Originally published in Intranet Journal (14-Dec-2005)
IT is sometimes put into the unfortunate position of having to clean up other people's messes, forced to adopt orphaned systems by necessity rather than by choice. Non-IT developers decide to build production applications for their immediate users completely without any IT involvement because they believe they have enough knowledge to pull it off themselves and see IT as an unnecessary hindrance. But when they're no longer able to provide support for it—they're transferred to another department, take an extended leave of absence, or leave the company entirely—they hand the reins over to IT and expect them to take it over even though they had nothing to do with the application. In some cases IT might not even know it existed.
While it may be tempting for IT to just let it die, the soon-to-be orphaned intranet's users will have something to say about that. It's unfair for the user community to be put in the middle of renegade developers and IT. Regardless of why the unofficial intranet was developed outside of IT's involvement, IT now has an orphaned system with a dependent user-base on their hands and no one to support it.
The transfer of intranet ownership involves two separate phases:
Before any actions are taken to offload the orphaned system from its current home and implementing it within the organization's standard IT infrastructure, five questions need to be addressed:
One of the most frustrating things for IT personnel is trying to figure out the code and content structure of a system that was developed by someone else—especially when those developers don't have a formal IT background and break every development principle in the book. They might be forced to deal with code inefficiencies, non-standard development tools and technologies, and a slew of intranet design faux pas.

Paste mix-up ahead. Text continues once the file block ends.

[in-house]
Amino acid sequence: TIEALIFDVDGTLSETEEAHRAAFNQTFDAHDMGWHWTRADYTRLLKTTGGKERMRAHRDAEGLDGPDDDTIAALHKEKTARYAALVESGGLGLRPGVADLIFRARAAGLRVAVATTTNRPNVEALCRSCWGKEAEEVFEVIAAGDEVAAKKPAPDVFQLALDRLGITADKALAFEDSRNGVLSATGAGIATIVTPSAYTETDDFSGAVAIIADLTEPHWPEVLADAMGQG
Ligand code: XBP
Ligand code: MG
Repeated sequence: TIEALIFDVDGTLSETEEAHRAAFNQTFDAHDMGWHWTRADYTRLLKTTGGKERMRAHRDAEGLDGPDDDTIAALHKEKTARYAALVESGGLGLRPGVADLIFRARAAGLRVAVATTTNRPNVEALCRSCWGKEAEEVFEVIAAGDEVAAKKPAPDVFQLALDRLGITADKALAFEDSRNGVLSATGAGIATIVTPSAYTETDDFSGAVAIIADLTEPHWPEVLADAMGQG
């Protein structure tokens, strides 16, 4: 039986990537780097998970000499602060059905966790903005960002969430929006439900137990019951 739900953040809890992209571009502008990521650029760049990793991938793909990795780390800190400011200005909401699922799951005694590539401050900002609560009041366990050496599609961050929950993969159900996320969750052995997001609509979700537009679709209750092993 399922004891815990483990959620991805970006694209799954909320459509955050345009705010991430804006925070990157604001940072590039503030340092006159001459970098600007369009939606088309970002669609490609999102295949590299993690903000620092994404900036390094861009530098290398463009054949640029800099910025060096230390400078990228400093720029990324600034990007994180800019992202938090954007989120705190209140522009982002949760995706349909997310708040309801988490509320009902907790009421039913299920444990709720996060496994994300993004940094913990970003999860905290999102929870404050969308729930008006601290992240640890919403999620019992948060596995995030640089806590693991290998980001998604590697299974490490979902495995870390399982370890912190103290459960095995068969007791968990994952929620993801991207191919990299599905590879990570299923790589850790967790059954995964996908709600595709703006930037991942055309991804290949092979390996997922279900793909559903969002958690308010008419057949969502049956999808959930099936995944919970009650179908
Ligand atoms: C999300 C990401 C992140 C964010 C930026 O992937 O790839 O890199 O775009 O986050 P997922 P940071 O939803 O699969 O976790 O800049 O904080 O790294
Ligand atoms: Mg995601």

Taking over an ownerless intranet forces IT to have to reverse-engineer the system in order to understand how it works. Only through a complete understanding of the system can IT make educated decisions as to what must be done with the orphaned intranet. If the original developers are still with the organization, they can help with the transfer of ownership. This will eliminate all the time and effort required to decipher the system.
The trick, however, is in getting the departing developer to assist IT before they leave. There's not much that IT can do alone so it's best to work from the top. It must be made known to senior managers of the department where the soon-to-be abandoned intranet resides that the future of the system will be at stake if proper transfer of ownership doesn't take place while the current developers are still with the company or department.
Managers should make transfer of intranet ownership one of the departing person's final tasks before they leave. It will then be IT's responsibility to gather up as much information about the system as possible, collect all documentation, and acquaint themselves with the intranet's content owners and providers.
The most important determinant of whether an orphaned intranet is to be integrated into the official IT infrastructure is its current technological backbone. IT will need to find out:
Unfortunately, most renegade developers are primarily concerned with getting the job done—by whatever means possible—and not so much with development and design standards. They might not give thought as to the impact of their system on overall IT infrastructure. It's not uncommon to see them using the duct tape and baling wire method of development: use whatever they know and whatever they can get their hands on at low cost. This often involves use of freeware and/or shareware, some of which are only free for non-commercial use. IT will have to contend with all of these different tools and technologies.
Taking over an orphaned intranet is as much about its audience as it is about the tool. When a system is absorbed into the official intranet governing model and integrated into IT's infrastructure, all of the orphaned system's users—and everything associated with them—come with it. This includes their need for technical support, addressing the bugs that were reported to the original developers, and reviewing pending upgrades and enhancements.
The new owners of the orphaned system, however, must make it known to users that the first priority will be transfer of ownership, and that all pending requests will be on hold until the adoption process has been completed. The official intranet team, or governing body, must also decide who will be the representative of the newly adopted system and who will be the primary content providers (if they don't already exist).